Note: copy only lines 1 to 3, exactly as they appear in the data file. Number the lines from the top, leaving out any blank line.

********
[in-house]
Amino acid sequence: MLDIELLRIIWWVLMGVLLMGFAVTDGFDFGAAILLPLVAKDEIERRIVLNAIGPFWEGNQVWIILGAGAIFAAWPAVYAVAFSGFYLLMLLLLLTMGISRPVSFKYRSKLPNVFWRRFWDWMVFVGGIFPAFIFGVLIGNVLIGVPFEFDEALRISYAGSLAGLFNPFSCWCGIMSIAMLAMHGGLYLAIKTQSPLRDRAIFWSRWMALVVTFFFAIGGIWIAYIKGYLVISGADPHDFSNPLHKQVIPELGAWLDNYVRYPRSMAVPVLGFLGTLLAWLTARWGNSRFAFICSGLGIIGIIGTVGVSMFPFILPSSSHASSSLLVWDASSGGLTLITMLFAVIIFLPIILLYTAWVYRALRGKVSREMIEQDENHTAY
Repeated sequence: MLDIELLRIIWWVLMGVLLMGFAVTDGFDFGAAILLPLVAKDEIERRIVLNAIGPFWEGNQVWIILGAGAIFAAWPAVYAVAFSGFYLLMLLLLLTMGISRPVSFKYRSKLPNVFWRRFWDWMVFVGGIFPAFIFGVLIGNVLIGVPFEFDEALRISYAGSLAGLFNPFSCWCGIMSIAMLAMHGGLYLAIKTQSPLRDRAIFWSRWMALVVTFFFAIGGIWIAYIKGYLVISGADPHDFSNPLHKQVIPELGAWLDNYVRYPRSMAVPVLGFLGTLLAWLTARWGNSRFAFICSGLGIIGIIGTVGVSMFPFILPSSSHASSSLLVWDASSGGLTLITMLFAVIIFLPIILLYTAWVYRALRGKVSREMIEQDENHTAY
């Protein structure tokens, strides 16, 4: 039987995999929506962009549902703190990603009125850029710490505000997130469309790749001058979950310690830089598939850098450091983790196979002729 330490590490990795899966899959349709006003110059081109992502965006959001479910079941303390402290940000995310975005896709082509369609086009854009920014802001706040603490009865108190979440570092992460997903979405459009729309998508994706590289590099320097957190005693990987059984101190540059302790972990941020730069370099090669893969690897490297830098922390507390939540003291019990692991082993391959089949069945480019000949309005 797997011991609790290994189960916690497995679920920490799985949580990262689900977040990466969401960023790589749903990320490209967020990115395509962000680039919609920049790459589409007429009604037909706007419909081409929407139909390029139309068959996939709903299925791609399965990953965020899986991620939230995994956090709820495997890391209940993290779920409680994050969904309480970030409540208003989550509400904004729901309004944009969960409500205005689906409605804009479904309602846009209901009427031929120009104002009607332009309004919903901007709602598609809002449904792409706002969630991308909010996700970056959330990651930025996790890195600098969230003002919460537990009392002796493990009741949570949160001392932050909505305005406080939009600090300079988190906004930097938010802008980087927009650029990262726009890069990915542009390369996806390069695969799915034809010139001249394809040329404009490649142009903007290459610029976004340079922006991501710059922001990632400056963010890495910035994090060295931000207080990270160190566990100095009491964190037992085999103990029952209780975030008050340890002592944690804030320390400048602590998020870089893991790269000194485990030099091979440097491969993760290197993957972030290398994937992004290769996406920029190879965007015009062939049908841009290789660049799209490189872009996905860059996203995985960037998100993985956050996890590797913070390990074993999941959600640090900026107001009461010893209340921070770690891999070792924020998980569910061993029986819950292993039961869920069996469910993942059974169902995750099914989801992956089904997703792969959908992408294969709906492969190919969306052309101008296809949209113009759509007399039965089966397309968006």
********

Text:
[in-house]
Amino acid sequence: MLDIELLRIIWWVLMGVLLMGFAVTDGFDFGAAILLPLVAKDEIERRIVLNAIGPFWEGNQVWIILGAGAIFAAWPAVYAVAFSGFYLLMLLLLLTMGISRPVSFKYRSKLPNVFWRRFWDWMVFVGGIFPAFIFGVLIGNVLIGVPFEFDEALRISYAGSLAGLFNPFSCWCGIMSIAMLAMHGGLYLAIKTQSPLRDRAIFWSRWMALVVTFFFAIGGIWIAYIKGYLVISGADPHDFSNPLHKQVIPELGAWLDNYVRYPRSMAVPVLGFLGTLLAWLTARWGNSRFAFICSGLGIIGIIGTVGVSMFPFILPSSSHASSSLLVWDASSGGLTLITMLFAVIIFLPIILLYTAWVYRALRGKVSREMIEQDENHTAY
Repeated sequence: MLDIELLRIIWWVLMGVLLMGFAVTDGFDFGAAILLPLVAKDEIERRIVLNAIGPFWEGNQVWIILGAGAIFAAWPAVYAVAFSGFYLLMLLLLLTMGISRPVSFKYRSKLPNVFWRRFWDWMVFVGGIFPAFIFGVLIGNVLIGVPFEFDEALRISYAGSLAGLFNPFSCWCGIMSIAMLAMHGGLYLAIKTQSPLRDRAIFWSRWMALVVTFFFAIGGIWIAYIKGYLVISGADPHDFSNPLHKQVIPELGAWLDNYVRYPRSMAVPVLGFLGTLLAWLTARWGNSRFAFICSGLGIIGIIGTVGVSMFPFILPSSSHASSSLLVWDASSGGLTLITMLFAVIIFLPIILLYTAWVYRALRGKVSREMIEQDENHTAY